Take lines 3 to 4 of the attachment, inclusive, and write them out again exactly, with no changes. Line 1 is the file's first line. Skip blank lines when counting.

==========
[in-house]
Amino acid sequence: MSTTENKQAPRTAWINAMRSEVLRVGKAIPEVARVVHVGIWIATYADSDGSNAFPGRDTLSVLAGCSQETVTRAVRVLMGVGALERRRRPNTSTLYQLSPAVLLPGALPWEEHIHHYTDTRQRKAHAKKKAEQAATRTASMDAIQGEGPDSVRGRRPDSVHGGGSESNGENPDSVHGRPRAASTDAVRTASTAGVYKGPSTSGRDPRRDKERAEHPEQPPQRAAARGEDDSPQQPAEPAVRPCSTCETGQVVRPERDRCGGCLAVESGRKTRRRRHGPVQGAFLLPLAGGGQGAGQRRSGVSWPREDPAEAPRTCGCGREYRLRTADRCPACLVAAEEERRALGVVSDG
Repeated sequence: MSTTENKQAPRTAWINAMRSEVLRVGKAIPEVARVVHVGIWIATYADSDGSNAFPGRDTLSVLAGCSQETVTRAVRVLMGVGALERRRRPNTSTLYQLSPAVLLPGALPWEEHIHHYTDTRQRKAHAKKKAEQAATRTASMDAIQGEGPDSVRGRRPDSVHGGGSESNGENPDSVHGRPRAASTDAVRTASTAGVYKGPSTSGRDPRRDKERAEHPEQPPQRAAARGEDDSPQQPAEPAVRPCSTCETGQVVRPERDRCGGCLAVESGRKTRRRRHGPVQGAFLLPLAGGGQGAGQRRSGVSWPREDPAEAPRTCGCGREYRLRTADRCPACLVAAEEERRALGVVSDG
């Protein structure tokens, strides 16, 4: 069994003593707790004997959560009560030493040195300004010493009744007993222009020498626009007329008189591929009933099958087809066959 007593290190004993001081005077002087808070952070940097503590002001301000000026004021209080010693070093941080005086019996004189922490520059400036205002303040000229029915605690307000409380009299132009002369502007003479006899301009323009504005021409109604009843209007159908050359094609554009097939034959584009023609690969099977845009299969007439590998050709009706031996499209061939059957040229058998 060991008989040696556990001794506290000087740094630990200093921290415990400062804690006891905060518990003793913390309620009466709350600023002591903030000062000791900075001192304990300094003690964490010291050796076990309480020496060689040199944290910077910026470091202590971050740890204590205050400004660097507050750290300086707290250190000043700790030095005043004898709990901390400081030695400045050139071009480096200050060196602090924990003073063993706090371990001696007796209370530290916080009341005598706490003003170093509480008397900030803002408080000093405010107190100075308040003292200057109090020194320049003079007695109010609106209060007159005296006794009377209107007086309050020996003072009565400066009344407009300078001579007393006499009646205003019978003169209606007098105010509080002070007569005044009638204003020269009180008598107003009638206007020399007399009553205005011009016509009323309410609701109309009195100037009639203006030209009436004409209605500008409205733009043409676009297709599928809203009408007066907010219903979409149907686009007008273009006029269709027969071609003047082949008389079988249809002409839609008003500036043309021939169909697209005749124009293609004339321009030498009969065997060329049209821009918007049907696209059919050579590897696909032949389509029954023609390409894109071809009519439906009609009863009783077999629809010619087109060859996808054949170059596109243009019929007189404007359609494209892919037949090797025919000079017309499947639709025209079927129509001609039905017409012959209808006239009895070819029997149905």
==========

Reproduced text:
Repeated sequence: MSTTENKQAPRTAWINAMRSEVLRVGKAIPEVARVVHVGIWIATYADSDGSNAFPGRDTLSVLAGCSQETVTRAVRVLMGVGALERRRRPNTSTLYQLSPAVLLPGALPWEEHIHHYTDTRQRKAHAKKKAEQAATRTASMDAIQGEGPDSVRGRRPDSVHGGGSESNGENPDSVHGRPRAASTDAVRTASTAGVYKGPSTSGRDPRRDKERAEHPEQPPQRAAARGEDDSPQQPAEPAVRPCSTCETGQVVRPERDRCGGCLAVESGRKTRRRRHGPVQGAFLLPLAGGGQGAGQRRSGVSWPREDPAEAPRTCGCGREYRLRTADRCPACLVAAEEERRALGVVSDG
């Protein structure tokens, strides 16, 4: 069994003593707790004997959560009560030493040195300004010493009744007993222009020498626009007329008189591929009933099958087809066959 007593290190004993001081005077002087808070952070940097503590002001301000000026004021209080010693070093941080005086019996004189922490520059400036205002303040000229029915605690307000409380009299132009002369502007003479006899301009323009504005021409109604009843209007159908050359094609554009097939034959584009023609690969099977845009299969007439590998050709009706031996499209061939059957040229058998 060991008989040696556990001794506290000087740094630990200093921290415990400062804690006891905060518990003793913390309620009466709350600023002591903030000062000791900075001192304990300094003690964490010291050796076990309480020496060689040199944290910077910026470091202590971050740890204590205050400004660097507050750290300086707290250190000043700790030095005043004898709990901390400081030695400045050139071009480096200050060196602090924990003073063993706090371990001696007796209370530290916080009341005598706490003003170093509480008397900030803002408080000093405010107190100075308040003292200057109090020194320049003079007695109010609106209060007159005296006794009377209107007086309050020996003072009565400066009344407009300078001579007393006499009646205003019978003169209606007098105010509080002070007569005044009638204003020269009180008598107003009638206007020399007399009553205005011009016509009323309410609701109309009195100037009639203006030209009436004409209605500008409205733009043409676009297709599928809203009408007066907010219903979409149907686009007008273009006029269709027969071609003047082949008389079988249809002409839609008003500036043309021939169909697209005749124009293609004339321009030498009969065997060329049209821009918007049907696209059919050579590897696909032949389509029954023609390409894109071809009519439906009609009863009783077999629809010619087109060859996808054949170059596109243009019929007189404007359609494209892919037949090797025919000079017309499947639709025209079927129509001609039905017409012959209808006239009895070819029997149905």